When I was a kid, we finished hogs in outdoor lots. We managed the livestock in the winter months very carefully, keeping waterers open, even in frigid conditions, and bedding the hogs as much as possible. Still, they didn’t like to go outside to the self-feeders to eat when the temperatures dipped below zero. Who could blame them? I didn’t enjoy doing chores then either.
I can recall one extremely frigid day in the early 1980s, working all day inside the warm farrowing barn processing baby pigs. Our farrowing barn was actually a converted corn crib. It was primitive, but it was insulated and was heated by an efficient furnace. Along with heat lamps and bedding, we worked to keep our baby pigs warm and our sows comfortable, even under the coldest conditions.
After working much of the morning inside the barn, we stepped outside to walk to the house for noon lunch. The thermometer hanging on a tree near the house read nearly 40 degrees below zero. That wasn’t windchill. It was the actual temperature, and the wind was blowing from the northwest at about 30 m.p.h. The radio weatherman confirmed our thermometer reading. It was the coldest day I’ve experienced at our place. Yet, working inside the barn, you wouldn’t have known how cold it was outside. The pigs didn’t know either.
Environmental and animal rights activists like to point to confined, indoor feeding operations as a symbol of all the things wrong with our food production system these days. And, producers who manage open lot feeding and cows and calves in pasture and on cornstalks do a great job and are as concerned as anyone about the welfare of their stock. To be inside or outside is a not a question of good and bad. Both methods have drawbacks and both have their positive impacts.
Yet, having been on a lot of farms, interviewing a lot of producers over these past few years, I have witnessed firsthand how good animal husbandry is on modern farms and ranches, including those that feed livestock indoors. With technology, utilizing the expertise of industry professionals, and having a strong animal science knowledge base, horse sense and genuine concern for the health of their livestock, modern producers overall are better able to care for their animals now than we were when I was growing up. There are simply more tools in their toolbox, including feeding facilities and barns, that make this possible.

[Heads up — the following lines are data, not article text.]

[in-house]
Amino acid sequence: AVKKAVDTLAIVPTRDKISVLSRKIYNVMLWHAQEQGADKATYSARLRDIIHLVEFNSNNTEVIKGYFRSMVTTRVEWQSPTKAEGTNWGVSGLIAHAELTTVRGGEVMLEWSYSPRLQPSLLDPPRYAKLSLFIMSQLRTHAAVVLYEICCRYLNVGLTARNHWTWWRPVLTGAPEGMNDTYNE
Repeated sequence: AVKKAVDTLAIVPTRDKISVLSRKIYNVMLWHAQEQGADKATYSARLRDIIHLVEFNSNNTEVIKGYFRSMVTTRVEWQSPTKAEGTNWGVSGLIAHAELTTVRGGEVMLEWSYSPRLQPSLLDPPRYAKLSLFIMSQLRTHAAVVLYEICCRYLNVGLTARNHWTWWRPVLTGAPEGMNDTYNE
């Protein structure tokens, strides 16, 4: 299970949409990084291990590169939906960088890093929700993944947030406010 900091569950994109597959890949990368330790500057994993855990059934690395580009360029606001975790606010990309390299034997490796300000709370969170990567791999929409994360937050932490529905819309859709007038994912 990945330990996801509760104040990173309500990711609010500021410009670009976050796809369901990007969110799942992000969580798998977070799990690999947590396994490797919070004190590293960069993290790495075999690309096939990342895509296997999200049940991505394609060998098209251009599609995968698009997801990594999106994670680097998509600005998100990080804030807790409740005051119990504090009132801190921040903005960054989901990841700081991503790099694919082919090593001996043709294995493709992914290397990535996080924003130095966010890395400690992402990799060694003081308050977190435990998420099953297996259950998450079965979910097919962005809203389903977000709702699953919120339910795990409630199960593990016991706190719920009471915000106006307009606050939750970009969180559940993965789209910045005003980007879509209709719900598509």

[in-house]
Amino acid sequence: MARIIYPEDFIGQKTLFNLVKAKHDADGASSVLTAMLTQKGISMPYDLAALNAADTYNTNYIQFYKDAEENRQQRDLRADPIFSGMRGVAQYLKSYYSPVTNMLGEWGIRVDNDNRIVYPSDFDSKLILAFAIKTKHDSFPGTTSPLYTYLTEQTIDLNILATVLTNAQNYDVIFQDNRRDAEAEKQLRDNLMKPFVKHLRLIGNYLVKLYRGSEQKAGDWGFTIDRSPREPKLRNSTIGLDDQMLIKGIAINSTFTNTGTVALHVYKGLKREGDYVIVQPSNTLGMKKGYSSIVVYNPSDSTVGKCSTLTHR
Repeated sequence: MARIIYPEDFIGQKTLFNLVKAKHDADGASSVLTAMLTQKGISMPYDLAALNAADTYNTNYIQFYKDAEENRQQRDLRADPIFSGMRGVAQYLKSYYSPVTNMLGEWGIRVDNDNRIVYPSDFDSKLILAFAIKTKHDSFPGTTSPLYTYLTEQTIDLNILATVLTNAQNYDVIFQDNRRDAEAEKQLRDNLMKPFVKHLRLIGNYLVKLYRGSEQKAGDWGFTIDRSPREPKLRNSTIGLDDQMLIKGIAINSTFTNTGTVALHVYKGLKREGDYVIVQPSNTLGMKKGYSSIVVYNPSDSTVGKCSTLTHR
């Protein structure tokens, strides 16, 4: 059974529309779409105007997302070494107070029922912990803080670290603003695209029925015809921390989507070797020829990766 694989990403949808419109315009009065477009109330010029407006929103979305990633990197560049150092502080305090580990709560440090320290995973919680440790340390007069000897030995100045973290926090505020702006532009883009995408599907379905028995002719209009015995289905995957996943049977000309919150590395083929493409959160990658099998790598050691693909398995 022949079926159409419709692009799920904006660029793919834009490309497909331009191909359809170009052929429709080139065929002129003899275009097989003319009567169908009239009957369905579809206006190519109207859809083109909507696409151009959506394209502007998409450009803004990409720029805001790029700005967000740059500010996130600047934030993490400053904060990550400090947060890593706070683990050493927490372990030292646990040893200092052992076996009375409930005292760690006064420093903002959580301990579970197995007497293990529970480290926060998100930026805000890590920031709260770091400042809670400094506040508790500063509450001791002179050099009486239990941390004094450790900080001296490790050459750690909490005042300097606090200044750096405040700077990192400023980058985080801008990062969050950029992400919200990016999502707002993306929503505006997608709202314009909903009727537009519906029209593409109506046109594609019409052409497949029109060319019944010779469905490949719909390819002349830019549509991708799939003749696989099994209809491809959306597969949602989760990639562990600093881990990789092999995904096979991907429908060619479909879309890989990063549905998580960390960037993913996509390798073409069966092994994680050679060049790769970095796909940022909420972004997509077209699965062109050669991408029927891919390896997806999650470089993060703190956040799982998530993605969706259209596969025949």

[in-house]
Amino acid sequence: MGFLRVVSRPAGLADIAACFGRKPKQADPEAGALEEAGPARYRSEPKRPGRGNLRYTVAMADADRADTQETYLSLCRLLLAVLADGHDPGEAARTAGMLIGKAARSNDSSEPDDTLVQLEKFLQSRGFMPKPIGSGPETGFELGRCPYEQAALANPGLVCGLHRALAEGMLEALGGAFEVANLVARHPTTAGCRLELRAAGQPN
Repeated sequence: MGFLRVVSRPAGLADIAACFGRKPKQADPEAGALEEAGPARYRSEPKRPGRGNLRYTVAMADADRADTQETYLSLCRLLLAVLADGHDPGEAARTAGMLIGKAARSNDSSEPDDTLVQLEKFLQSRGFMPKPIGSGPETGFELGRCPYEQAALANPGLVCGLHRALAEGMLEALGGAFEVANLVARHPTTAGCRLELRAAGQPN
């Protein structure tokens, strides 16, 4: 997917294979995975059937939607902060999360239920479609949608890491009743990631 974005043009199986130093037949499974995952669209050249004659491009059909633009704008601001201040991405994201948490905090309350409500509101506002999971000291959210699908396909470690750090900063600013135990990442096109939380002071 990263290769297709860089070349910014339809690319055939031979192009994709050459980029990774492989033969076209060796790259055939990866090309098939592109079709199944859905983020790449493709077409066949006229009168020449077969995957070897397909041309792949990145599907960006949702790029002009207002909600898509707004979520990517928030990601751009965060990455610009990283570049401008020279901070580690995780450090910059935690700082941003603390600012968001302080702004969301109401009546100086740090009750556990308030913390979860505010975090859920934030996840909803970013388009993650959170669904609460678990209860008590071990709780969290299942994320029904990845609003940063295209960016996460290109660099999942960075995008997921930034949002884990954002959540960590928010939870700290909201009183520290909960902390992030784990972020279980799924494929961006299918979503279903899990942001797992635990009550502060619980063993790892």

I wonder how many of those folks who complain loudest about modern livestock production and farming practices would brave the weather this week to care for livestock under extreme conditions, putting their own well-being behind that of the animals. Most farmers and ranchers caring for stock do this every day, in the cold of winter and the heat of summer, without even thinking about it. I wish someone in the general national and urban media markets would acknowledge this fact. Unfortunately, on this cold, snowy day, most consumers won't think about it either as they enjoy their pork chop, steak or burger.
Here is this week’s discussion question. What is the coldest actual air temperature that you can remember at your place? Please feel free to leave your comments and observations here. And, dress warm and be careful out there.
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